My grandmother was eager to reach home but instead she arrived at a Coolie Depot and then she realised that this fake pundit was an agent (Arkathi) to recruit workers for the Indenture System. She cursed herself for trusting him but it was too late now. She was a prisoner in this Coolie Depot from where it was impossible to escape. There were various other unfortunate souls sitting and cursing their fates there and were unsure of their future. She too began to cry but no amount of tears was to give her freedom from this bondage.
The next day all the recruits appeared before the resident magistrate to register themselves as slaves to work in a foreign land. After the registration for the indenture system or girmit they were put on a cargo train bound for the port of Calcutta. When my grandmother reached the Depot in Calcutta she could not believe her eyes when she witnessed the dilapidated nature of the place. Her worry and sadness multiplied manifolds but she could not do anything else but cry even louder.
The late Sir Henry Cotton in his report to the British Parliament wrote this on Girmit Recruitment Procedure:
In too many instances the subordinate recruiting agents resort to criminal means inducing these victims by misrepresentation or by threats to accompany them to a contractor’s depot or railway station where they are spirited away before their absence has been noticed by their friends and relatives. The records of the criminal courts teem with instances of fraud, abduction of married women and young persons, wrongful confinement, intimidation and actual violence- in fact a tale of crime and outrage which would arouse a storm of public indignation in any civilized country. In India the facts are left to be recorded without notice by a few officials and missionaries.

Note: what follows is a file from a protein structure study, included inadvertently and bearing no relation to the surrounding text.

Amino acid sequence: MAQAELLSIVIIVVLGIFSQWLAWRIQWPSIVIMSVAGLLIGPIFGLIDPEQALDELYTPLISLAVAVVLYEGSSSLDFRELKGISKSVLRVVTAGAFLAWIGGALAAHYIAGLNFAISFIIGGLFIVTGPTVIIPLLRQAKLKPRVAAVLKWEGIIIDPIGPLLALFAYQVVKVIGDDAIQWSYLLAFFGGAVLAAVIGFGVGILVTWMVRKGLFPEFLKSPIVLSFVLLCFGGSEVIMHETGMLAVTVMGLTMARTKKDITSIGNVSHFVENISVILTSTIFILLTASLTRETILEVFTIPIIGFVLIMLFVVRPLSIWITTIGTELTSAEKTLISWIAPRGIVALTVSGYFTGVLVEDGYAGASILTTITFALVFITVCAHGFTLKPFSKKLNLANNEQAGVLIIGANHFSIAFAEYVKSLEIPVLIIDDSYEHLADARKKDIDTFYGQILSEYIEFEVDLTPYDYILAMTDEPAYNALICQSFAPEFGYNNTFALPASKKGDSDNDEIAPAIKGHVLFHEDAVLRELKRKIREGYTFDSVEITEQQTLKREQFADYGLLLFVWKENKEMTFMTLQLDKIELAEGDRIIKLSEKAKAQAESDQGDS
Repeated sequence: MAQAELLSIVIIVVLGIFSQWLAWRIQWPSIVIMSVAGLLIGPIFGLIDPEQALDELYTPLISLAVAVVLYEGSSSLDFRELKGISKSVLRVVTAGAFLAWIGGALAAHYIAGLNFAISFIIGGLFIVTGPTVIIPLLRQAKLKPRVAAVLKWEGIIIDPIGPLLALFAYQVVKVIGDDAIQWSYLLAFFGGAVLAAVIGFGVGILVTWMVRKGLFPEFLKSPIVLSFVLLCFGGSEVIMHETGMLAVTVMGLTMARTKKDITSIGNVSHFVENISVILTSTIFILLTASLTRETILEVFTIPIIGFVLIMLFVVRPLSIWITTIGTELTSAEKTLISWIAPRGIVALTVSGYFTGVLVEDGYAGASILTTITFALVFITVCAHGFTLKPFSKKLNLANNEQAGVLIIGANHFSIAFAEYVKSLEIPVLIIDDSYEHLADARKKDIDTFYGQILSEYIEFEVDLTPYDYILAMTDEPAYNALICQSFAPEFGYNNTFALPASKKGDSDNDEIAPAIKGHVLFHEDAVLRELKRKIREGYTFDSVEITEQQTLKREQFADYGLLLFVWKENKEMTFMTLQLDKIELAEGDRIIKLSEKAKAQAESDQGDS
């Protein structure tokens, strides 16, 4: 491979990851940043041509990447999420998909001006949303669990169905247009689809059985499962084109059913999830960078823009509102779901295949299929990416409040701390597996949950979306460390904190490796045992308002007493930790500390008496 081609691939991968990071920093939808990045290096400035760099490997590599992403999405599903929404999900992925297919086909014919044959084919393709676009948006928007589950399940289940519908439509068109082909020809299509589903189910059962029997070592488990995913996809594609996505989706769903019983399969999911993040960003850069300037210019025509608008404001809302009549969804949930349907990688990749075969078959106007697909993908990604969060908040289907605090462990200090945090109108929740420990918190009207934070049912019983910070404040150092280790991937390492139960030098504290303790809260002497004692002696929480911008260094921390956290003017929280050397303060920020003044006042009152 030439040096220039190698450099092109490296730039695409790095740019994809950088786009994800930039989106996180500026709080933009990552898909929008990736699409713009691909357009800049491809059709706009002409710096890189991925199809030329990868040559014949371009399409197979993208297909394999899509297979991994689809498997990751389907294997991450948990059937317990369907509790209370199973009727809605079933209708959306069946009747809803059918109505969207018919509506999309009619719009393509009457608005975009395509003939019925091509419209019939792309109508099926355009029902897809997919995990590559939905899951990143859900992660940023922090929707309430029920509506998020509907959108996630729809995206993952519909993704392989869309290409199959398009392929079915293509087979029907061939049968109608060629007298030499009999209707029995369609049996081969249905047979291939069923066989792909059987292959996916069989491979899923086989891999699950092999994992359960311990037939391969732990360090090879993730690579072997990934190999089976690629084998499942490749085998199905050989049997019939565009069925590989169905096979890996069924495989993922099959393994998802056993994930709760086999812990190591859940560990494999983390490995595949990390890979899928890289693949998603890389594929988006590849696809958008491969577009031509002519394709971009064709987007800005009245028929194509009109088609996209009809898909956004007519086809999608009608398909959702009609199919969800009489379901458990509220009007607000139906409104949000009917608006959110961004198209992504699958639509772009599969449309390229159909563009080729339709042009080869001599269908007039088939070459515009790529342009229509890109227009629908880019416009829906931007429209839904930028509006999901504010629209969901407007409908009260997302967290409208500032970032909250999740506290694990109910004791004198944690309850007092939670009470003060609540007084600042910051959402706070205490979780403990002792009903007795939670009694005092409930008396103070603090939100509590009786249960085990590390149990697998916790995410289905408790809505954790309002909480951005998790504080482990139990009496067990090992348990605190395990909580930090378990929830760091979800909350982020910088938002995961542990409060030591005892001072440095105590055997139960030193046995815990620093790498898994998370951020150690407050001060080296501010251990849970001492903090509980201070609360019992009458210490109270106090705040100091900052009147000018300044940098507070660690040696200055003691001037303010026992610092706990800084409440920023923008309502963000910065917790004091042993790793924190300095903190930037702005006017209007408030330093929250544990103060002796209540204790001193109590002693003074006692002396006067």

The new recruits suffered great injustice at the hands of the clerks and agents at the depot. Men and women were forced into small rooms like animals. Men and women were compelled and forced to get into pairs and then they were declared wife and husband. Those that did not agree were locked together and the men were instructed to make the women agree. Those who failed to come out as pairs were punished severely. Later I am going to explain how my grandparents met and became wife and husband.
This pairing that turned into illegitimate marriage gave the agents publicity that the girmit was conducted with the consent and willingness of wife and husband. This was far from the truth. In most cases the forced pairing led to social disaster and in some, it turned out to be a blessing for the recruits because they could share their sorrows and grief.